Red Bull Air Race Technical Director Adrian Judd Dies In Motorcycle Accident


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Red Bull Air Race Technical Director Adrian Judd Dies In Motorcycle Accident

By Mike Mitchell

August 8, 2010 - Red Bull Air Race Technical Director Adrian Judd, a driving force behind the sport for the last five years, has died at the age of 44 from injuries suffered in a motorcycle accident in Germany. A man widely respected and deeply admired by pilots and crew alike and known for his commitment to the sport, Judd is survived by his wife Sharon and three daughters.

A down to earth man with a vibrant sense of humor from Buckinghamshire in Britain, Judd was the final authority on whether an aircraft complied to Red Bull Air Race rules and regulations.

He was the epitome of fairness and worked tirelessly, and without compromise, to ensure the sport developed in a positive direction, and fairly for all pilots regardless of their position in the championship. A pilot himself, Judd?s knowledge was instrumental in ensuring the planes were in the best shape possible.

Adrian Judd technical director at the Race Airport during the final round of the 2009 Red Bull Air Race World Championship in Barcelona, Spain, October 02, 2009.



Nigel Lamb said: ?I?ve known Adrian from just after he left school when he was 18 and sweeping the hangar floor. He?d be delivering fuel at the weekends, working really hard and over time we developed a very deep friendship. He was always one of my heroes. Losing him is a really bitter blow. He would have no appreciation of just how many people?s lives he would have touched in such a positive way. He was a very unique person who I had the utmost respect for and it?s going to take a while for it to really sink in. My thoughts are with Sharon and the girls.?

Paul Bonhomme: ?Top bloke and he was the most honest guy ever. I know him as a friend and I?ve done business with him and he was honest through to the core. My last memory of Adrian was when I was doing an interview that required silence. He passed my hangar on a quad bike with exhaust blaring. He then stopped outside Hannes? hangar next door and I shouted to him to turn the bloody thing off. There was lots of laughter and the next thing, he goes past me backwards on the quad bike, now turned off, with Hannes pushing him and both of them laughing their socks off.?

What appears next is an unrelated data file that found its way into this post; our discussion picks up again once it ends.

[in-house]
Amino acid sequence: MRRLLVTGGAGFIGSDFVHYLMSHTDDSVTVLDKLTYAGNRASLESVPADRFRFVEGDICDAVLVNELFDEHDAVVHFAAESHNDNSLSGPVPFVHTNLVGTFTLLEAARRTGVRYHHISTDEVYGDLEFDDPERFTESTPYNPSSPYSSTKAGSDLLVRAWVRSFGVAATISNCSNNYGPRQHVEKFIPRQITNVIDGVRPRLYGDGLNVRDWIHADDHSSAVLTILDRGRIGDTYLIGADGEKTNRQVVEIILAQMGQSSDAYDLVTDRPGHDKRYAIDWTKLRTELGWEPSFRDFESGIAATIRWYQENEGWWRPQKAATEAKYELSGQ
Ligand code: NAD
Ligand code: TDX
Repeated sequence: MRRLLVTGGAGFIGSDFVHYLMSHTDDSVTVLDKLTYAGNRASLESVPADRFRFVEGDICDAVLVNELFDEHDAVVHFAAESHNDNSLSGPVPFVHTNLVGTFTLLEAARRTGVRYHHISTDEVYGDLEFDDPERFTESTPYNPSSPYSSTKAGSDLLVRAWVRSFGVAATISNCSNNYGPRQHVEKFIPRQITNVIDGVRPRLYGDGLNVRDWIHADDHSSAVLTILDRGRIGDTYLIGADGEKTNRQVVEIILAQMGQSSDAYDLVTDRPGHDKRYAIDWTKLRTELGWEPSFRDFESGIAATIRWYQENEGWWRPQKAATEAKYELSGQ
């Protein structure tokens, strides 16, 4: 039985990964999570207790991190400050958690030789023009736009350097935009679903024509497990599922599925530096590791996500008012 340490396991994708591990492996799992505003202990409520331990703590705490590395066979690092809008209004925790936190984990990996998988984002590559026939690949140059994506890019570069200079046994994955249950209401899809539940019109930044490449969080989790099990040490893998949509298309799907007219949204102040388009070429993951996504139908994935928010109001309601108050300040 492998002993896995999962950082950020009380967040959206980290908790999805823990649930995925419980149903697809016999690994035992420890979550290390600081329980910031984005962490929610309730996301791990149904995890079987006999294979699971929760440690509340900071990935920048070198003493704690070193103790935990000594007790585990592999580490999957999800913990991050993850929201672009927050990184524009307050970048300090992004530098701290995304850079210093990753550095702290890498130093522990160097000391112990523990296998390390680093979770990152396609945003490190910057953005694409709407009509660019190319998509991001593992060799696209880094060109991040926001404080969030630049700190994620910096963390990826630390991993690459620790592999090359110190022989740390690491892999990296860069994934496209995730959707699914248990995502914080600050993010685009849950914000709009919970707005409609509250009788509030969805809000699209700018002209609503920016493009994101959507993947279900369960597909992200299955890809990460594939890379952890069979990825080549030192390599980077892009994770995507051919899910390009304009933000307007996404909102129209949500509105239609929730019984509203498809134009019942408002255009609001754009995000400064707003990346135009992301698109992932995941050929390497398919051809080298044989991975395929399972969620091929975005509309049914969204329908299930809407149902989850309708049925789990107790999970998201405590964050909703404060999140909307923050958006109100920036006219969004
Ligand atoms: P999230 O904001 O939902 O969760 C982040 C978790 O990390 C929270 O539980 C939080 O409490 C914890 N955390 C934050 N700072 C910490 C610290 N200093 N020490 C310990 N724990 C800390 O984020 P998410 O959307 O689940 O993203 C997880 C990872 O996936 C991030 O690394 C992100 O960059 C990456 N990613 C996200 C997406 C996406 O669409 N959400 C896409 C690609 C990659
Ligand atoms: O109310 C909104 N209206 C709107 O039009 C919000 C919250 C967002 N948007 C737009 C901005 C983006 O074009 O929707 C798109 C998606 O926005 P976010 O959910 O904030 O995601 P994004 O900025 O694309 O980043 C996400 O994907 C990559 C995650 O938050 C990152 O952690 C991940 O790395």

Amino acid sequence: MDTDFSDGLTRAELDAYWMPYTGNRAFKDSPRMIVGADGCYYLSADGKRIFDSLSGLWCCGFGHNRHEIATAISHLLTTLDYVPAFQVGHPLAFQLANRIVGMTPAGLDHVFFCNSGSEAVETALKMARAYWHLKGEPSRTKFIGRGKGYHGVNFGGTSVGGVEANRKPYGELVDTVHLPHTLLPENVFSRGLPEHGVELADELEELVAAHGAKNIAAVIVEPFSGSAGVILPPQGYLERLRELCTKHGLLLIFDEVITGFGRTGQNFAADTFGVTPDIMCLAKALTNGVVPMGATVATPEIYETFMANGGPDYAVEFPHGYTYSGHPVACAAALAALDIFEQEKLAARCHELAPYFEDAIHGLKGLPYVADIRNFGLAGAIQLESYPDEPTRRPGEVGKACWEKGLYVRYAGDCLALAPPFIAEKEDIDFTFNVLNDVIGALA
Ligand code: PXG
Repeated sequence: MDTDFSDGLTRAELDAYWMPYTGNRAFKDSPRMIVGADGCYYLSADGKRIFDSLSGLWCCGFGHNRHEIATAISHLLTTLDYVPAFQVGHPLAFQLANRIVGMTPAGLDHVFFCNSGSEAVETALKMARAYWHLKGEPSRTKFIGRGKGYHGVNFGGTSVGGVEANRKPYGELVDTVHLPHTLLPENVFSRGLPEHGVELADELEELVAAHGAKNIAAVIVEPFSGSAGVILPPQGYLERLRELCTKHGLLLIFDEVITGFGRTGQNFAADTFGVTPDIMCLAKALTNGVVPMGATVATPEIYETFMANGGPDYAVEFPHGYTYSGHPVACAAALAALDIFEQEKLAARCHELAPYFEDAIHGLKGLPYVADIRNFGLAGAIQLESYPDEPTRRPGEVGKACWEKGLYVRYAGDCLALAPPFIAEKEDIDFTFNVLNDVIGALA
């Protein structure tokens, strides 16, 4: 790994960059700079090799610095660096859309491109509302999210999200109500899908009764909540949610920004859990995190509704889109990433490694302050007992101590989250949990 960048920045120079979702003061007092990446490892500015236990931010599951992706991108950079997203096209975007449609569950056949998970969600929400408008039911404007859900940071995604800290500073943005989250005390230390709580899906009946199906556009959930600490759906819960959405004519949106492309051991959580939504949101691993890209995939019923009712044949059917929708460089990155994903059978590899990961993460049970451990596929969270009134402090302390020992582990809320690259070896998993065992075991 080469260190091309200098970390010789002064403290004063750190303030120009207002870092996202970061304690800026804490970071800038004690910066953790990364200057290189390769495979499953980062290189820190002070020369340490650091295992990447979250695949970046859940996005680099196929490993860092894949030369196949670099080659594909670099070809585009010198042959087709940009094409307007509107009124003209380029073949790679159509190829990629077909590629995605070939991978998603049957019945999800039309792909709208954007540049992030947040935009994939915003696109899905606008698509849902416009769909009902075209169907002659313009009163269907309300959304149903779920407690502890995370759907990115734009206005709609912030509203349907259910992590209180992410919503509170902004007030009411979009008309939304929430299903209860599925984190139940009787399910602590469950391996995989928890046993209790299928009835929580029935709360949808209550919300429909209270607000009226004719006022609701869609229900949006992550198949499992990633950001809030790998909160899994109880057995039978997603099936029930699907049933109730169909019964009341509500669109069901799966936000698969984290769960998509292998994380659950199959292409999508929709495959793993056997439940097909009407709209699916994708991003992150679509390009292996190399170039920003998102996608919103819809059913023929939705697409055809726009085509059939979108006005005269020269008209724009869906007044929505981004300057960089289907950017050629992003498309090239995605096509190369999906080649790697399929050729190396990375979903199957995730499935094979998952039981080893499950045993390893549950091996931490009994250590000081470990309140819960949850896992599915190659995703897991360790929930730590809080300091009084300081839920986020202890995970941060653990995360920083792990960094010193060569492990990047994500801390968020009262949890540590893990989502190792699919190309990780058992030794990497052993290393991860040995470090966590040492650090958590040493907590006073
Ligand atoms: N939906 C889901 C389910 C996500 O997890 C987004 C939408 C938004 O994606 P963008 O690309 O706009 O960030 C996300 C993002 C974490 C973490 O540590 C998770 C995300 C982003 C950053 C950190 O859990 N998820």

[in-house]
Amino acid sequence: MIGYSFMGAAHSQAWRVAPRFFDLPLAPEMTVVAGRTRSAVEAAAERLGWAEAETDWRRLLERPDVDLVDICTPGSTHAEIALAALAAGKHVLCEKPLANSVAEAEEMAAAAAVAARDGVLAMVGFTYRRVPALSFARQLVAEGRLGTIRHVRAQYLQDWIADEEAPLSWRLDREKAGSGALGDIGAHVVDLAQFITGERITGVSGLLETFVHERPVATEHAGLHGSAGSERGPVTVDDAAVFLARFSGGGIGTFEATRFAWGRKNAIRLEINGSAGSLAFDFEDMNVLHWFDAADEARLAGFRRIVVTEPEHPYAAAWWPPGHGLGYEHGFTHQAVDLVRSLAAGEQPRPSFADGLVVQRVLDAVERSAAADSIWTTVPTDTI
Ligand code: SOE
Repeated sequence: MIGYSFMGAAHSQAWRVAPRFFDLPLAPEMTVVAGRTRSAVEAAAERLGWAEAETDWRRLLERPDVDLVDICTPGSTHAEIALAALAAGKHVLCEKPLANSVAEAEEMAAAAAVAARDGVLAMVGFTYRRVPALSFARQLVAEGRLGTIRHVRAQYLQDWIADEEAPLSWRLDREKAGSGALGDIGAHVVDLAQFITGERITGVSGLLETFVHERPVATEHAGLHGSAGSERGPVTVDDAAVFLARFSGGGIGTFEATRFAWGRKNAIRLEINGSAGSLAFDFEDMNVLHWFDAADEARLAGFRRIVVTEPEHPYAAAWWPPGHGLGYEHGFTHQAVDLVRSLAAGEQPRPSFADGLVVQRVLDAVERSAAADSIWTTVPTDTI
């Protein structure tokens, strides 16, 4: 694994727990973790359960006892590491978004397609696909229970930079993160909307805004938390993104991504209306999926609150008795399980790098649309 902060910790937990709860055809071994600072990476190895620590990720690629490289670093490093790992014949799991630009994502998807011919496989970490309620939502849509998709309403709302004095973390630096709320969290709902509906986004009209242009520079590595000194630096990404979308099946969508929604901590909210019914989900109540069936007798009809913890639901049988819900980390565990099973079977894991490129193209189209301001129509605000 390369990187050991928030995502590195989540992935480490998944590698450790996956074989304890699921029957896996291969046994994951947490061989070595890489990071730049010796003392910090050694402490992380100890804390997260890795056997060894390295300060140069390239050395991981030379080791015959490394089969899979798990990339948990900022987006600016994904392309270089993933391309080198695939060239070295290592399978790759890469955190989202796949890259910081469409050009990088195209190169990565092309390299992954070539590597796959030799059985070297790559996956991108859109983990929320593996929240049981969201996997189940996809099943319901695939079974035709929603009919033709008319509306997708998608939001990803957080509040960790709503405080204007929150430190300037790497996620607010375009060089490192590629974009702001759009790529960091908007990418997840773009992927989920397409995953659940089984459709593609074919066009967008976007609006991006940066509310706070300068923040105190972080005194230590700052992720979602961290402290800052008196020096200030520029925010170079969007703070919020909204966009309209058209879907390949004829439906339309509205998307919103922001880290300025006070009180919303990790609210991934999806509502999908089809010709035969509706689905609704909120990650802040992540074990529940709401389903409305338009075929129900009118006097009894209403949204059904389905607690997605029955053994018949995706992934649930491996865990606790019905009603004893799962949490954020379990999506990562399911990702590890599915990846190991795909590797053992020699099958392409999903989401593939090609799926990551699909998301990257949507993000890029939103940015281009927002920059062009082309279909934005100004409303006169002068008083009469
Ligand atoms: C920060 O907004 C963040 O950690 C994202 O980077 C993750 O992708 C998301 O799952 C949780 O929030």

Hannes Arch: "I dedicated the training session on Friday to Adrian and I think everyone of us feels that way. It's for him, it's for his spirit and it's for air racing." Director of Aviation, Heinz Moeller: "He was a self made highly successful engineer in the aviation community a widely known and respected individual with specialist expertise and top knowledge. He was highly trustful, very straightforward and with a big heart."

Judd was introduced to the Red Bull Air Race through Lamb in 2005. He first worked as a technician for the Nigel Lamb at the Longleat race after having maintained Lamb?s aerobatic planes for more than 20 years. His experience and knowledge of light, high performance aircraft meant that when the race evolved further, Judd became the natural choice to oversee the technical regulation and he took over the role of Technical Director.

The Red Bull Air Race was established in 2003 and created by Red Bull, is an international series of air races in which competitors have to navigate a challenging obstacle course in the fastest time. Pilots fly individually against the clock and have to complete tight turns through a slalom course consisting of pylons, known as "Air Gates".

The races are held mainly over water near cities, but are also held at airfields or natural wonders. They are accompanied by a supporting program of show flights. Races are usually flown on weekends with the first day for qualification then knockout finals the day after. The events attract large crowds and are broadcast both live and taped world wide.

At each venue, the top nine places earn World Championship points. The air racer with the most points at the end of the Championship becomes Red Bull Air Race World Champion. The 2005, 2006, 2007, 2008 and 2009 series were won respectively by the pilots Mike Mangold, Kirby Chambliss, Mangold, Hannes Arch and Paul Bonhomme.

Four new pilots from four countries joined the Red Bull Air Race World Championship in 2009: Canada's Pete McLeod, Japan's Yoshihide Muroya, Australia's Matt Hall and Germany's Matthias Dolderer.


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